According to Ngāi Tahu, one of the country's first iwi to settle its Treaty claim, they've been wedged out of their right of first refusal (RFR) by the government a number of times.
Ngāi Tahu chairman, Sir Mark Solomon has also criticised Bill English's assertion that RFR needs to be further defined.
English explains the Budget and suggesting there be more explanation around rights of first refusal.
Ngāi Tahu says their right of first refusal have been breached many times by the Government. Solomon says that's not due to legal confusion on the part of iwi.
It's a situation Ngāpuhi has taken heed of, saying they'll ensure the "loopholes" are tightened.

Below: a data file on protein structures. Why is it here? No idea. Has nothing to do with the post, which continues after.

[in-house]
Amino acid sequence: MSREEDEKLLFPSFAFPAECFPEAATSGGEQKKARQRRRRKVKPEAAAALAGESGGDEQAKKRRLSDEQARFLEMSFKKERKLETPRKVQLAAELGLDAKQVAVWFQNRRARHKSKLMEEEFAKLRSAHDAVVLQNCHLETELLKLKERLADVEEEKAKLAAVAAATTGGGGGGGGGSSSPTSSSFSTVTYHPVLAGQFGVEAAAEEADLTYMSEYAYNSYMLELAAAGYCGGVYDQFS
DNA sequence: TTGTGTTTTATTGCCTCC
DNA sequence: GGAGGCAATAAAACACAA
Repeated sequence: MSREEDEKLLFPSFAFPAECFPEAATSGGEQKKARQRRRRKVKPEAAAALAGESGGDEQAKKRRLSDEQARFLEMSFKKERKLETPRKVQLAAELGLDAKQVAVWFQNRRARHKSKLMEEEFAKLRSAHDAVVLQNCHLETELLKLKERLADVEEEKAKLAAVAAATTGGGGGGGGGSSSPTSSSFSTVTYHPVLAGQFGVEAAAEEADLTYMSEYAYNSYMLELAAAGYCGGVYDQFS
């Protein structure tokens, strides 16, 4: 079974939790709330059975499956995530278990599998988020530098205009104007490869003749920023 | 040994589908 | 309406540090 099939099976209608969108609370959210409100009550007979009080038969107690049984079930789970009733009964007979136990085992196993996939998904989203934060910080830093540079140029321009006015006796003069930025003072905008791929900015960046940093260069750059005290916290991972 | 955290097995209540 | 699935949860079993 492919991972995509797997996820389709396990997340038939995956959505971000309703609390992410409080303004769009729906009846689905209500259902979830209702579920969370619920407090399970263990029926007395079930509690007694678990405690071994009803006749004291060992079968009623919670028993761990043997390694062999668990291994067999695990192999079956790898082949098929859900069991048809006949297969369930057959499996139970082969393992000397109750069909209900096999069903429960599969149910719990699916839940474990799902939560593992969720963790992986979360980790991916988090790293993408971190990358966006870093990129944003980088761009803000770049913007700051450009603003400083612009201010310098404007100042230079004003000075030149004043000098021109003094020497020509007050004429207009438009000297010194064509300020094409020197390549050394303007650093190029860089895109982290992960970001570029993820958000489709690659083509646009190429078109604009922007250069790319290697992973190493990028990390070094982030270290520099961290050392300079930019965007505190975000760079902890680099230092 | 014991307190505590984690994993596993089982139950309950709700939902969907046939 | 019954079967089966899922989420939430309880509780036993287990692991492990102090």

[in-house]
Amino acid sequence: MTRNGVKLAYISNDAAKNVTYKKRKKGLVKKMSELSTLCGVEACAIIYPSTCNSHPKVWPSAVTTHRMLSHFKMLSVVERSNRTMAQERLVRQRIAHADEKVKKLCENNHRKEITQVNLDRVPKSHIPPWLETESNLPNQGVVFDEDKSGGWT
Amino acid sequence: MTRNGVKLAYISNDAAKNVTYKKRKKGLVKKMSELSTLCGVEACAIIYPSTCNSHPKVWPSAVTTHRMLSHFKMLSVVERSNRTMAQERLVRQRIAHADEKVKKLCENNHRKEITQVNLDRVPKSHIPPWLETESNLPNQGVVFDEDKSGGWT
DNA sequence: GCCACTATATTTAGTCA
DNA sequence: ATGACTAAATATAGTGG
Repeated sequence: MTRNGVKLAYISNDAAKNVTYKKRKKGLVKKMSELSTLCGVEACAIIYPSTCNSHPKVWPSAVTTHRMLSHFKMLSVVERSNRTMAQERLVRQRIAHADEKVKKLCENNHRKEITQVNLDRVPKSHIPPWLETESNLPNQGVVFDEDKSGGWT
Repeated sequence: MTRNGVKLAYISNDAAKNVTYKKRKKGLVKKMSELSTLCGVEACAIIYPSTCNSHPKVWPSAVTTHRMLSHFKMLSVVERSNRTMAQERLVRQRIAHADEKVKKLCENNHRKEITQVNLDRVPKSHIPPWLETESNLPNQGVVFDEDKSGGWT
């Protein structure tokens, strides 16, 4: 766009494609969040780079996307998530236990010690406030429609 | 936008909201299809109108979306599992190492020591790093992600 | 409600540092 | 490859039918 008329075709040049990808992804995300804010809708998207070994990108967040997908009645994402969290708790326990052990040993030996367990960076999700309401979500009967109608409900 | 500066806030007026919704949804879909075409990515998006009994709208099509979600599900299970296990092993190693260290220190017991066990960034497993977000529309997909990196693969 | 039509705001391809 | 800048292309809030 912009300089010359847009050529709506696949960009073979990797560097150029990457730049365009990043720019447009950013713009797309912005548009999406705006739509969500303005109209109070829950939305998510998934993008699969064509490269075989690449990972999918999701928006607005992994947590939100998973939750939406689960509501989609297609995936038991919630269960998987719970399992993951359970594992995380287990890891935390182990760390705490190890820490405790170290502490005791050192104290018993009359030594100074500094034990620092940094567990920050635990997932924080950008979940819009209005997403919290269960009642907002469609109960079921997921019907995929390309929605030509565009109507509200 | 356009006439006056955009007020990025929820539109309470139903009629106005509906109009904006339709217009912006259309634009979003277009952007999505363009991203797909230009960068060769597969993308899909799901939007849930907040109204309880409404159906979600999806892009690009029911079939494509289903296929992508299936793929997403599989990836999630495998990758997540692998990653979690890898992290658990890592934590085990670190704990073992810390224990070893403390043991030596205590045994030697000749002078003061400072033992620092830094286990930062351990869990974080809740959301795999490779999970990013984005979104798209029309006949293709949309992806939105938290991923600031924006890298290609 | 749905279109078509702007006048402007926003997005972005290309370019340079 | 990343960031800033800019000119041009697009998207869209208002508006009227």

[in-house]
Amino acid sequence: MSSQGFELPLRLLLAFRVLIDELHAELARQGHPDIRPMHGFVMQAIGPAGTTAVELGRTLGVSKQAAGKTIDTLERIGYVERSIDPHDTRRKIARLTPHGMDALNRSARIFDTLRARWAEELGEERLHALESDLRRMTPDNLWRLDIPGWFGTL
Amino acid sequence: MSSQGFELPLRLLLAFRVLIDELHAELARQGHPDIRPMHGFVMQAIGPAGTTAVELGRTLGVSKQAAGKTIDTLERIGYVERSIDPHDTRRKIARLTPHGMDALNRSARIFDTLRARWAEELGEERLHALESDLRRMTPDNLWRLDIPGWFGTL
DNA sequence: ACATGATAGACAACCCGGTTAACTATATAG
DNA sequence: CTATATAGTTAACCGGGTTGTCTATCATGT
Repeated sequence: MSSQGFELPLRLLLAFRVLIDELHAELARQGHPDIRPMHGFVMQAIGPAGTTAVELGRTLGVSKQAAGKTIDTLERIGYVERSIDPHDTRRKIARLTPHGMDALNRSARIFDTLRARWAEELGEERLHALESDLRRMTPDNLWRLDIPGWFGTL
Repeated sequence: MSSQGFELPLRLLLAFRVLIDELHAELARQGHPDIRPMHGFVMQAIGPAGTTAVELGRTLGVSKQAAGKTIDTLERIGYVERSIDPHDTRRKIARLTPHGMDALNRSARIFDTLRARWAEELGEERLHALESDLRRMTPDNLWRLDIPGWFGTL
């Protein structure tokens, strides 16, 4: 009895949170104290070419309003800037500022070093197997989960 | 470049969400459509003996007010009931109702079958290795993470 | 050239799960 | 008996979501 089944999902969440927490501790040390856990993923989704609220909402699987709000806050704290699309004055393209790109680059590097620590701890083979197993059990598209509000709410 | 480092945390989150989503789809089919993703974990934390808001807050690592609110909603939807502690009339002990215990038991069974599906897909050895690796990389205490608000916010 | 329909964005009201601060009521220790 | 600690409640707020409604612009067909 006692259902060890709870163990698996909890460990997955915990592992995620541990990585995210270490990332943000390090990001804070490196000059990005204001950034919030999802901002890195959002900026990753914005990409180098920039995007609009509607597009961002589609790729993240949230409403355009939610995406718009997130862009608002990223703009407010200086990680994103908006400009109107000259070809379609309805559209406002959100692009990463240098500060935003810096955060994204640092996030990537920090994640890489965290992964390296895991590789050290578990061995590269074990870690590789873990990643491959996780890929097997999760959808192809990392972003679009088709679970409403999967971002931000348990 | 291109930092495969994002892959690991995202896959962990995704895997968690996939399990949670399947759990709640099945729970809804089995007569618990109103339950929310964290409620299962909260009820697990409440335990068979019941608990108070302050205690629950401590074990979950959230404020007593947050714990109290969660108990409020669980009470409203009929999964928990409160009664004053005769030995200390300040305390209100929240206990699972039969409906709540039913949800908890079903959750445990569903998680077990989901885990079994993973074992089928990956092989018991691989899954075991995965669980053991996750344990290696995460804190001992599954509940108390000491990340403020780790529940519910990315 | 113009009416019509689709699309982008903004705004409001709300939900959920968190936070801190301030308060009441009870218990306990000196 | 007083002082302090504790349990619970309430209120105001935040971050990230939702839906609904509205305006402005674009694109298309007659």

Sonny Tau says, "We need to tighten that up so the Government doesn't have loopholes. My observation of what's happening in Auckland and the belief that Ngāti Whātua does not require consultation, only the collective do, is that it's wrong."
In terms of Auckland iwi, the Government has reassigned education land as state housing land.
Housing Minister Nick Smith says the sale of land under that designation is allowed as part of the Tāmaki Collective Act.
Minister Te Ururoa Flavell says, "The problem with that is they are reassigning the land but then on-selling it to private developers. We see that as being wrong and tinkering with the law."
Shortly the Government will release information regarding the decision-making process it will follow to deal with RFR.
It's clear to see that this issue won't be solved any time soon.